Under a deal with the U.S. government, Tinian Dynasty casino general manager Tim Blyth agreed to cooperate with the federal investigation and testify at any trials or hearings.
At the same time, Blyth will be made to pay at least $15,000 to be applied toward any civil monetary penalty imposed by the U.S. government.
He will also be barred from working in a financial institution in the United States, to be effective 30 days after the deferred prosecution agreement is approved.
U.S. District Court for the NMI Chief Judge Ramona V. Manglona approved the agreement on Friday. As part of the deal, the judge will hold the case against Blyth in abeyance for up to 18 months.
If he meets all the conditions of the agreement, the U.S. government would drop all charges against him.
The information was filed in court on Feb. 7. Manglona unsealed the information on Feb. 10.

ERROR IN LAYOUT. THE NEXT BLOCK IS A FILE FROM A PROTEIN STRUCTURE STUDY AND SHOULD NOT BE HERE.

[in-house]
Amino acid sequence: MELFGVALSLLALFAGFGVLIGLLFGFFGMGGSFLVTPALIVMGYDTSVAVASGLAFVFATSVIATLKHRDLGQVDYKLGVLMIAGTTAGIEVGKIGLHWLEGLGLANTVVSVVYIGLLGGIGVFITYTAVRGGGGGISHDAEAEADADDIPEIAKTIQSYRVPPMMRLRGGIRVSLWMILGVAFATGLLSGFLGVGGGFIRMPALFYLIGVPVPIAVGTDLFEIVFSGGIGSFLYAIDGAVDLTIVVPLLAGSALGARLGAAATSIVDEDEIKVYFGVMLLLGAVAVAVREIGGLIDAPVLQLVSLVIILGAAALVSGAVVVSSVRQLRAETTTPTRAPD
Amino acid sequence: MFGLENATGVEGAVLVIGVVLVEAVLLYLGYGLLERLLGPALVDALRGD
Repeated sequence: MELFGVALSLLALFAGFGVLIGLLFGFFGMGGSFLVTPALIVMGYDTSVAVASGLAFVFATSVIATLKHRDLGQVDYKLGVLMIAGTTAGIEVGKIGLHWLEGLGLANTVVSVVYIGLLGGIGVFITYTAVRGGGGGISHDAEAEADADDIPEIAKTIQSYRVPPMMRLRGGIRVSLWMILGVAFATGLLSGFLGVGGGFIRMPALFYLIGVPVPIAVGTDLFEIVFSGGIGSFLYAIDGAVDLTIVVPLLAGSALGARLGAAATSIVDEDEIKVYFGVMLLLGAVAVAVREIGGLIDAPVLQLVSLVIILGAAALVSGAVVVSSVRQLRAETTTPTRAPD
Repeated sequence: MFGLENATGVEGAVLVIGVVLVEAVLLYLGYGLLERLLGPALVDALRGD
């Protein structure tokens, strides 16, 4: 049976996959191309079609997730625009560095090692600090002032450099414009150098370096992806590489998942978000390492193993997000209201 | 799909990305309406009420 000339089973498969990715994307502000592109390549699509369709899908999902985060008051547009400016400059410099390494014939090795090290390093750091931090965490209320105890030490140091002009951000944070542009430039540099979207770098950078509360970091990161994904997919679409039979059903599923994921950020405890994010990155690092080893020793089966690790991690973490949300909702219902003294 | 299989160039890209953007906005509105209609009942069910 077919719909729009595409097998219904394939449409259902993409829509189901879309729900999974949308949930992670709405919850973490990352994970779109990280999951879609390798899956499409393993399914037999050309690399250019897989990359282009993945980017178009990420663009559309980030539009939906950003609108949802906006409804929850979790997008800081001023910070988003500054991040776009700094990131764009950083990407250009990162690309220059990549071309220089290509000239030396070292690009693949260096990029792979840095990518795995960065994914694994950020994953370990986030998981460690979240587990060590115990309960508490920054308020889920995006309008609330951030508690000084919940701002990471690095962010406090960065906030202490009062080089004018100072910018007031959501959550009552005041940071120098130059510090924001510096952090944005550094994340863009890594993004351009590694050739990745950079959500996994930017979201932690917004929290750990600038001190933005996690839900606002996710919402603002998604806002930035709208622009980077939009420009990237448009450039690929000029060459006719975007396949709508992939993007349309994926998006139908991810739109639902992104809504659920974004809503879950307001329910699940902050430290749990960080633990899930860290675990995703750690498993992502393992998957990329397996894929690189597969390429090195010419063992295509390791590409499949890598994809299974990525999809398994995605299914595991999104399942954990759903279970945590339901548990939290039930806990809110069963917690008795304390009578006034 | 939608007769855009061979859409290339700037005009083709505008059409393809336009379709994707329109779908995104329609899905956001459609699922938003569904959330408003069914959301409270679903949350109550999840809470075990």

The information charged Blyth with conspiracy to cause a financial institution to fail to file a currency transaction report, causing a financial institution to fail to file a suspicious activity report, and failure to maintain an effective anti-money laundering program; aiding and abetting.
The indictment, which was filed on May 9, 2013, charged Blyth, Hong Kong Entertainment (Overseas) Investments, Ltd., which owns Tinian Dynasty; and VIP services manager George Que with one count of conspiracy to cause a financial institution to fail to file a currency transaction report and nine counts of causing a financial institution to fail to file a currency transaction
The defendants allegedly conspired to allow gamblers to conduct transactions involving more than $10,000 without filing with the U.S. government the required paperwork, called Currency Transaction Reports, from September 2009 to the present.
Federal law requires that a CTR be filed with the Internal Revenue Service by financial institutions, including casinos, for any cash transaction over $10,000.